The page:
By Campbell Robertson, September 24th 2014
RALEIGH, Miss. — Sheila Burks has not seen her nephew Octavious much over the past few years.
Sitting in her house far out in the Mississippi countryside, she ticked off his stints in the Scott County jail: There was the 18-month stay that ended in 2011; the year that ended in June 2013; and a stretch that began with an arrest last November and is still going.
It is hard to figure out what all this jail time has actually been about. While the arrests that led to these jail stays have been on serious felony charges, Octavious Burks, 37, a poultry plant worker, has not been convicted of or even faced trial on any of the charges. For nearly all of his time in jail, including his current 10-month stay, Mr. Burks has not even had access to a lawyer.
“He’s always at the jailhouse,” Ms. Burks said. “And he don’t ever go to court.”
On Tuesday, civil liberties groups filed a federal class-action lawsuit on behalf of Mr. Burks and others in jail in Scott County, a rural area about a 45-minute drive east from Jackson, the state capital. The suit charges that inmates at the jail have been “indefinitely detained” and “indefinitely denied counsel,” in violation of their constitutional rights.
The suit, brought by the American Civil Liberties Union and the MacArthur Justice Center, says that when Mr. Burks and others are arrested, steep and “arbitrary” bail amounts are set, with no consideration of a person’s ability to pay.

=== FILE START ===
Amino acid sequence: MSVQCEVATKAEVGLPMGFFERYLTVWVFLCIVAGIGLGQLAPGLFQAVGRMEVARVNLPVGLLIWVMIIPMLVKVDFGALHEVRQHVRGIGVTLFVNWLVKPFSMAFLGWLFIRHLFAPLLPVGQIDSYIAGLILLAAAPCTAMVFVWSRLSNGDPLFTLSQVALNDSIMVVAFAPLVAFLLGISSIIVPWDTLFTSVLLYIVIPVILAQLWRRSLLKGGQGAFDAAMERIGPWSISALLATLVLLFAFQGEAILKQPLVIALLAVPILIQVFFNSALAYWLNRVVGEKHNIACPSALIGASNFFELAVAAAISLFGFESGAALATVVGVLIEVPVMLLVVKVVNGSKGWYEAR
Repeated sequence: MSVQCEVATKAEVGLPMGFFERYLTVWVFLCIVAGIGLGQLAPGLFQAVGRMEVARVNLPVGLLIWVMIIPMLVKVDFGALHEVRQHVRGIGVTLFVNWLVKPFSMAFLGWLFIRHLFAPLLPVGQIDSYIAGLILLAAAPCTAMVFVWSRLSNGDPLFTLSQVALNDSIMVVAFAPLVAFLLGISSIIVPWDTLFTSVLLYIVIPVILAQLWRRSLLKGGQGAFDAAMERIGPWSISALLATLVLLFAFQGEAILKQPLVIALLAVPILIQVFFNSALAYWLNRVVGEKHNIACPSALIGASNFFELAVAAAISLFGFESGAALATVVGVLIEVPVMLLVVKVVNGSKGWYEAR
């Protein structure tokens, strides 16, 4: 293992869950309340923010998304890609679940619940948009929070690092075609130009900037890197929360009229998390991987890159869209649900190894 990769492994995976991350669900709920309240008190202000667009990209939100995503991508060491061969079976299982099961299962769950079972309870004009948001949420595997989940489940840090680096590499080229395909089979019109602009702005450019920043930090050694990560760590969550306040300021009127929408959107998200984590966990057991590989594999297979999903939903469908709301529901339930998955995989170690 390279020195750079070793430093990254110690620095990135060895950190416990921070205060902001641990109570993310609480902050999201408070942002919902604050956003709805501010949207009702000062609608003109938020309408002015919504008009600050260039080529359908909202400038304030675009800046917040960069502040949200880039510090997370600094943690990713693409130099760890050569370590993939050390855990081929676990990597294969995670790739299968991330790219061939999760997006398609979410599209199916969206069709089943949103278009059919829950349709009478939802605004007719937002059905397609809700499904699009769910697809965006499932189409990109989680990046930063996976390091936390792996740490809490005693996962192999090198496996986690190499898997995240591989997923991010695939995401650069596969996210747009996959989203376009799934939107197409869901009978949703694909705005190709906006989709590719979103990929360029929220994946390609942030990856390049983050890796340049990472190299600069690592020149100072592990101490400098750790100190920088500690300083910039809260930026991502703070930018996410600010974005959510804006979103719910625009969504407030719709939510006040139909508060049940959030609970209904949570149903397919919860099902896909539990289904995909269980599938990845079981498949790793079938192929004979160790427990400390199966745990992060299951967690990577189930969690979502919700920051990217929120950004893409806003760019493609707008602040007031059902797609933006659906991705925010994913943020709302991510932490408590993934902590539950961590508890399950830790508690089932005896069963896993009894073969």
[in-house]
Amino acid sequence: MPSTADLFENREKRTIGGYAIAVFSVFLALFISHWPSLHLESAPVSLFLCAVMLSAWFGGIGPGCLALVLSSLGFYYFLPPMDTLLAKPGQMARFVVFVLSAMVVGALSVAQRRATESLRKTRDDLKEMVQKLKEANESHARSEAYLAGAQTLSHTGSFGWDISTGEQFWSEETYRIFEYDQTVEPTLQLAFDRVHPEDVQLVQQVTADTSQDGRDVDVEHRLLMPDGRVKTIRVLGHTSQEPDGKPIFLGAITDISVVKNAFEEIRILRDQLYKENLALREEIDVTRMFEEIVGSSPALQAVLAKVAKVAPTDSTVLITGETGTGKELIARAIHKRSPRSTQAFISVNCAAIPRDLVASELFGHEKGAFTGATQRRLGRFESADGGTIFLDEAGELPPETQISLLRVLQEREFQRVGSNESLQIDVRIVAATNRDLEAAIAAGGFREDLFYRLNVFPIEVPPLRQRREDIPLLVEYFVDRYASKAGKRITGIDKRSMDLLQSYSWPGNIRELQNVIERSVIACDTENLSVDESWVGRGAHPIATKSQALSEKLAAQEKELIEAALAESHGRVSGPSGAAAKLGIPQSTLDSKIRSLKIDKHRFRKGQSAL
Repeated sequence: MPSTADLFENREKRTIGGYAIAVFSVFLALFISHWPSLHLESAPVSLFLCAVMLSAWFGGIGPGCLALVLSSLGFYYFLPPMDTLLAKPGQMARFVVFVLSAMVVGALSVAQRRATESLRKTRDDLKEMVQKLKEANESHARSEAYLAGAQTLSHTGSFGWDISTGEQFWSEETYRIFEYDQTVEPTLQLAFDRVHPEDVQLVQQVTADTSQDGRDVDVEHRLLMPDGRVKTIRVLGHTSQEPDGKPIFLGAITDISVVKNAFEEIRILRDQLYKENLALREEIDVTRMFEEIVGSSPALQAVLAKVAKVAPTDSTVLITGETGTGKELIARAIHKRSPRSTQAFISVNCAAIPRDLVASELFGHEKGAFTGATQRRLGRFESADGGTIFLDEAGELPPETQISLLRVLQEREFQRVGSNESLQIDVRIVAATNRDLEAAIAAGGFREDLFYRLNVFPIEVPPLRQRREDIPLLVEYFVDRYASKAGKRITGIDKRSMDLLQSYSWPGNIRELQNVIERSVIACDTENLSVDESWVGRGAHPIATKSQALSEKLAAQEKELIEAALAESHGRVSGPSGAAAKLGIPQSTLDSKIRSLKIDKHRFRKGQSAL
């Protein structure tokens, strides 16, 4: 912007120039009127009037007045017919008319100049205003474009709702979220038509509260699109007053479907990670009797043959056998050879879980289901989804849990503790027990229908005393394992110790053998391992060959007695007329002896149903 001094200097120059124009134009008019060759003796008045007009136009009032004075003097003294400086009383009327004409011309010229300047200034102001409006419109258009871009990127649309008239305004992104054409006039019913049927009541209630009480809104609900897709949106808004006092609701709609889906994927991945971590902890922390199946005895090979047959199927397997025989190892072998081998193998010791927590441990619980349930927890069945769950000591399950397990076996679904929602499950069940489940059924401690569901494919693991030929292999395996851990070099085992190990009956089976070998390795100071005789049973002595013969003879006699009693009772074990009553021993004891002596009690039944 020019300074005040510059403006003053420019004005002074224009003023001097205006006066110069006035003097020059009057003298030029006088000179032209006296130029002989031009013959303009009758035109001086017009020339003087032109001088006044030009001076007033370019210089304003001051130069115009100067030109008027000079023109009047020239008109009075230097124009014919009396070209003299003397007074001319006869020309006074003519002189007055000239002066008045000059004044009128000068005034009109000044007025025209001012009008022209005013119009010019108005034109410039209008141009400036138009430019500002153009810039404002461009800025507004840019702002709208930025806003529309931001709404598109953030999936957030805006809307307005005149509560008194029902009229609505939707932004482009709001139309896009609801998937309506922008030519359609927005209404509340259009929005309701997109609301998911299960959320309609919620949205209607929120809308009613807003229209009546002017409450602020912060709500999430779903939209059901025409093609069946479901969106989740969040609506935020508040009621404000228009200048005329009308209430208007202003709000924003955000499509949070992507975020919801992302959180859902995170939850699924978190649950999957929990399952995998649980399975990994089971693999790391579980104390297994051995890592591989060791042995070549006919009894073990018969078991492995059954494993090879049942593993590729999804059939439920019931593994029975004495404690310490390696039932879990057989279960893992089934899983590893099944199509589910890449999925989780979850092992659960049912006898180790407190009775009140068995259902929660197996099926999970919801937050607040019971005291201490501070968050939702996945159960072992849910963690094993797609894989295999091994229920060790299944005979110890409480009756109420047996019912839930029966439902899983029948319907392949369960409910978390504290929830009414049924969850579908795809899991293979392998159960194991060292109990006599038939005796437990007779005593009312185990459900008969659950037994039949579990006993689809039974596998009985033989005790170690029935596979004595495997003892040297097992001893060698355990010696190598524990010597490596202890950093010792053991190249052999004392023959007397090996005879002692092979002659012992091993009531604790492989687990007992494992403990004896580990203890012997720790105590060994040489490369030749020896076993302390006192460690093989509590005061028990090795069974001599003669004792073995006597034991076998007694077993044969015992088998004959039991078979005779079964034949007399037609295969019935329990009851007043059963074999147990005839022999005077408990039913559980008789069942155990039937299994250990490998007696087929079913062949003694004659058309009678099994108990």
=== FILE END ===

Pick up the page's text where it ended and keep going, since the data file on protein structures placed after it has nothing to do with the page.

If a defendant applies for indigent defense, as Mr. Burks did on the day of his arrest in November, the senior circuit judge, Marcus D. Gordon, generally approves the request. But it is the judge’s policy not to appoint a public defense lawyer until a person is indicted. And there is no state law setting a time limit on detention before an indictment.
So Mr. Burks sits in jail and waits, with no lawyer and no end in sight.
Legal experts said such circumstances were widespread, even if this was an extreme example. Steep bail amounts and long jail stays without access to a lawyer are particularly common for those charged with misdemeanors, said Alexandra Natapoff, a professor at Loyola Law School in Los Angeles.
It is somewhat less common for felony cases. But common or not, Professor Natapoff said, it is still wrong.